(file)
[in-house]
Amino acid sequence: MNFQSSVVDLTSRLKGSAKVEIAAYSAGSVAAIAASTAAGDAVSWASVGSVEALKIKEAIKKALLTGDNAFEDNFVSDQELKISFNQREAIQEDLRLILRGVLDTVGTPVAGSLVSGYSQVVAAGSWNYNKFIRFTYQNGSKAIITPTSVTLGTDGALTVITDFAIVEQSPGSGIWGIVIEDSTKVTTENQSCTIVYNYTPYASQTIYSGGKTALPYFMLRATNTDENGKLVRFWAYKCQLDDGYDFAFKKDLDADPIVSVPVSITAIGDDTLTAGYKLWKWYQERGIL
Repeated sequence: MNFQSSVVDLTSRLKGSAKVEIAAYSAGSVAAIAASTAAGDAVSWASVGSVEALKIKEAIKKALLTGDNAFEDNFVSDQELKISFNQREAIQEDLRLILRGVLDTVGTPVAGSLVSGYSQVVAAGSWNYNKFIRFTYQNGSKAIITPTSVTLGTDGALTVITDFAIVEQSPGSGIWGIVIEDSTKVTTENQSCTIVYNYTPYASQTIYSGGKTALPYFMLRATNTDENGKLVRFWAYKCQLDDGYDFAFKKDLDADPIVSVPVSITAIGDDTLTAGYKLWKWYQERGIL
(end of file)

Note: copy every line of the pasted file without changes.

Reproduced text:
[in-house]
Amino acid sequence: MNFQSSVVDLTSRLKGSAKVEIAAYSAGSVAAIAASTAAGDAVSWASVGSVEALKIKEAIKKALLTGDNAFEDNFVSDQELKISFNQREAIQEDLRLILRGVLDTVGTPVAGSLVSGYSQVVAAGSWNYNKFIRFTYQNGSKAIITPTSVTLGTDGALTVITDFAIVEQSPGSGIWGIVIEDSTKVTTENQSCTIVYNYTPYASQTIYSGGKTALPYFMLRATNTDENGKLVRFWAYKCQLDDGYDFAFKKDLDADPIVSVPVSITAIGDDTLTAGYKLWKWYQERGIL
Repeated sequence: MNFQSSVVDLTSRLKGSAKVEIAAYSAGSVAAIAASTAAGDAVSWASVGSVEALKIKEAIKKALLTGDNAFEDNFVSDQELKISFNQREAIQEDLRLILRGVLDTVGTPVAGSLVSGYSQVVAAGSWNYNKFIRFTYQNGSKAIITPTSVTLGTDGALTVITDFAIVEQSPGSGIWGIVIEDSTKVTTENQSCTIVYNYTPYASQTIYSGGKTALPYFMLRATNTDENGKLVRFWAYKCQLDDGYDFAFKKDLDADPIVSVPVSITAIGDDTLTAGYKLWKWYQERGIL